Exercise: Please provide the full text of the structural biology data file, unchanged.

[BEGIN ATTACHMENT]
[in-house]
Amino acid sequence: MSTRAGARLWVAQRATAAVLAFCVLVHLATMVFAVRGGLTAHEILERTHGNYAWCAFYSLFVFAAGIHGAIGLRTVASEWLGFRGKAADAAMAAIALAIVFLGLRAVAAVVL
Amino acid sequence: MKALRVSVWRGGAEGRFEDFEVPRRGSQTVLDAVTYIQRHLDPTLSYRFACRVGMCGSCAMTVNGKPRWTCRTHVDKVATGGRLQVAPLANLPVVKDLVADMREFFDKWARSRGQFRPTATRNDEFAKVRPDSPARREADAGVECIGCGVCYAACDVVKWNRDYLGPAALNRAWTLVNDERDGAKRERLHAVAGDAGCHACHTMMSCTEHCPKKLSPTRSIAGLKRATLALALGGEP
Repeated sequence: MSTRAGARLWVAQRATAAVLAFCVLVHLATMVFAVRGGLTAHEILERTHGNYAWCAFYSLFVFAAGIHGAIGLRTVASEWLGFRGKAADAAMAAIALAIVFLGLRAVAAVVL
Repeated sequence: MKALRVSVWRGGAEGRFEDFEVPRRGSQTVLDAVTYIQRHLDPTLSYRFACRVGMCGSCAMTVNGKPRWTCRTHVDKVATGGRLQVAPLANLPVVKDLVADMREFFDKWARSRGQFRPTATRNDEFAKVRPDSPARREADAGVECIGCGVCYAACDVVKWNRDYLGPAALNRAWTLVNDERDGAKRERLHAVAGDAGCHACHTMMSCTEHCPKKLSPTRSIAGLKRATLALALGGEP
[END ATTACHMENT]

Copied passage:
[in-house]
Amino acid sequence: MSTRAGARLWVAQRATAAVLAFCVLVHLATMVFAVRGGLTAHEILERTHGNYAWCAFYSLFVFAAGIHGAIGLRTVASEWLGFRGKAADAAMAAIALAIVFLGLRAVAAVVL
Amino acid sequence: MKALRVSVWRGGAEGRFEDFEVPRRGSQTVLDAVTYIQRHLDPTLSYRFACRVGMCGSCAMTVNGKPRWTCRTHVDKVATGGRLQVAPLANLPVVKDLVADMREFFDKWARSRGQFRPTATRNDEFAKVRPDSPARREADAGVECIGCGVCYAACDVVKWNRDYLGPAALNRAWTLVNDERDGAKRERLHAVAGDAGCHACHTMMSCTEHCPKKLSPTRSIAGLKRATLALALGGEP
Repeated sequence: MSTRAGARLWVAQRATAAVLAFCVLVHLATMVFAVRGGLTAHEILERTHGNYAWCAFYSLFVFAAGIHGAIGLRTVASEWLGFRGKAADAAMAAIALAIVFLGLRAVAAVVL
Repeated sequence: MKALRVSVWRGGAEGRFEDFEVPRRGSQTVLDAVTYIQRHLDPTLSYRFACRVGMCGSCAMTVNGKPRWTCRTHVDKVATGGRLQVAPLANLPVVKDLVADMREFFDKWARSRGQFRPTATRNDEFAKVRPDSPARREADAGVECIGCGVCYAACDVVKWNRDYLGPAALNRAWTLVNDERDGAKRERLHAVAGDAGCHACHTMMSCTEHCPKKLSPTRSIAGLKRATLALALGGEP